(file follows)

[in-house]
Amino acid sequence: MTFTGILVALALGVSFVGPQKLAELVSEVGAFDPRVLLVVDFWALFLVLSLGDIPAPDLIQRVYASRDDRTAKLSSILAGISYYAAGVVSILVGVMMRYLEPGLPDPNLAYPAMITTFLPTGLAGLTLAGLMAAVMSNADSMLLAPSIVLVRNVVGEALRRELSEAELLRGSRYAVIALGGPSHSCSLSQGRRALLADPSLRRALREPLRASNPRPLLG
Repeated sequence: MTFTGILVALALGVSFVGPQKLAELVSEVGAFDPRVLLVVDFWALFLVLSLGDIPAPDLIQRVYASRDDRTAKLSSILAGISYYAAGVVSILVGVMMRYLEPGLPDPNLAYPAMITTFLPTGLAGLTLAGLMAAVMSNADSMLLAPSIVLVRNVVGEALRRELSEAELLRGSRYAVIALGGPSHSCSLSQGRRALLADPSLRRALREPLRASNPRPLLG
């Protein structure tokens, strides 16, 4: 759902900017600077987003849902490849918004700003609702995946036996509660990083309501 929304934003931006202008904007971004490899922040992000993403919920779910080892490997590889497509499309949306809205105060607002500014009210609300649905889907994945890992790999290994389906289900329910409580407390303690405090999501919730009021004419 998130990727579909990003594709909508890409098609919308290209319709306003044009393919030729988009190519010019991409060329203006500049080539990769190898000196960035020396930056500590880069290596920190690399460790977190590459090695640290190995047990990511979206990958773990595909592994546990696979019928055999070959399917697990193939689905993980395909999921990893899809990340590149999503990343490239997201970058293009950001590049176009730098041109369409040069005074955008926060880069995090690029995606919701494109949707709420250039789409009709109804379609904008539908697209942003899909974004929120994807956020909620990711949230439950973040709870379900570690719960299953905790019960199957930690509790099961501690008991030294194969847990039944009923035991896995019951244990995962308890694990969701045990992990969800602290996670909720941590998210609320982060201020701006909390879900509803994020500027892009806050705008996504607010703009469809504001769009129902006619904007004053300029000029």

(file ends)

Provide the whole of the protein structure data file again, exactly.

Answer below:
[in-house]
Amino acid sequence: MTFTGILVALALGVSFVGPQKLAELVSEVGAFDPRVLLVVDFWALFLVLSLGDIPAPDLIQRVYASRDDRTAKLSSILAGISYYAAGVVSILVGVMMRYLEPGLPDPNLAYPAMITTFLPTGLAGLTLAGLMAAVMSNADSMLLAPSIVLVRNVVGEALRRELSEAELLRGSRYAVIALGGPSHSCSLSQGRRALLADPSLRRALREPLRASNPRPLLG
Repeated sequence: MTFTGILVALALGVSFVGPQKLAELVSEVGAFDPRVLLVVDFWALFLVLSLGDIPAPDLIQRVYASRDDRTAKLSSILAGISYYAAGVVSILVGVMMRYLEPGLPDPNLAYPAMITTFLPTGLAGLTLAGLMAAVMSNADSMLLAPSIVLVRNVVGEALRRELSEAELLRGSRYAVIALGGPSHSCSLSQGRRALLADPSLRRALREPLRASNPRPLLG
């Protein structure tokens, strides 16, 4: 759902900017600077987003849902490849918004700003609702995946036996509660990083309501 929304934003931006202008904007971004490899922040992000993403919920779910080892490997590889497509499309949306809205105060607002500014009210609300649905889907994945890992790999290994389906289900329910409580407390303690405090999501919730009021004419 998130990727579909990003594709909508890409098609919308290209319709306003044009393919030729988009190519010019991409060329203006500049080539990769190898000196960035020396930056500590880069290596920190690399460790977190590459090695640290190995047990990511979206990958773990595909592994546990696979019928055999070959399917697990193939689905993980395909999921990893899809990340590149999503990343490239997201970058293009950001590049176009730098041109369409040069005074955008926060880069995090690029995606919701494109949707709420250039789409009709109804379609904008539908697209942003899909974004929120994807956020909620990711949230439950973040709870379900570690719960299953905790019960199957930690509790099961501690008991030294194969847990039944009923035991896995019951244990995962308890694990969701045990992990969800602290996670909720941590998210609320982060201020701006909390879900509803994020500027892009806050705008996504607010703009469809504001769009129902006619904007004053300029000029």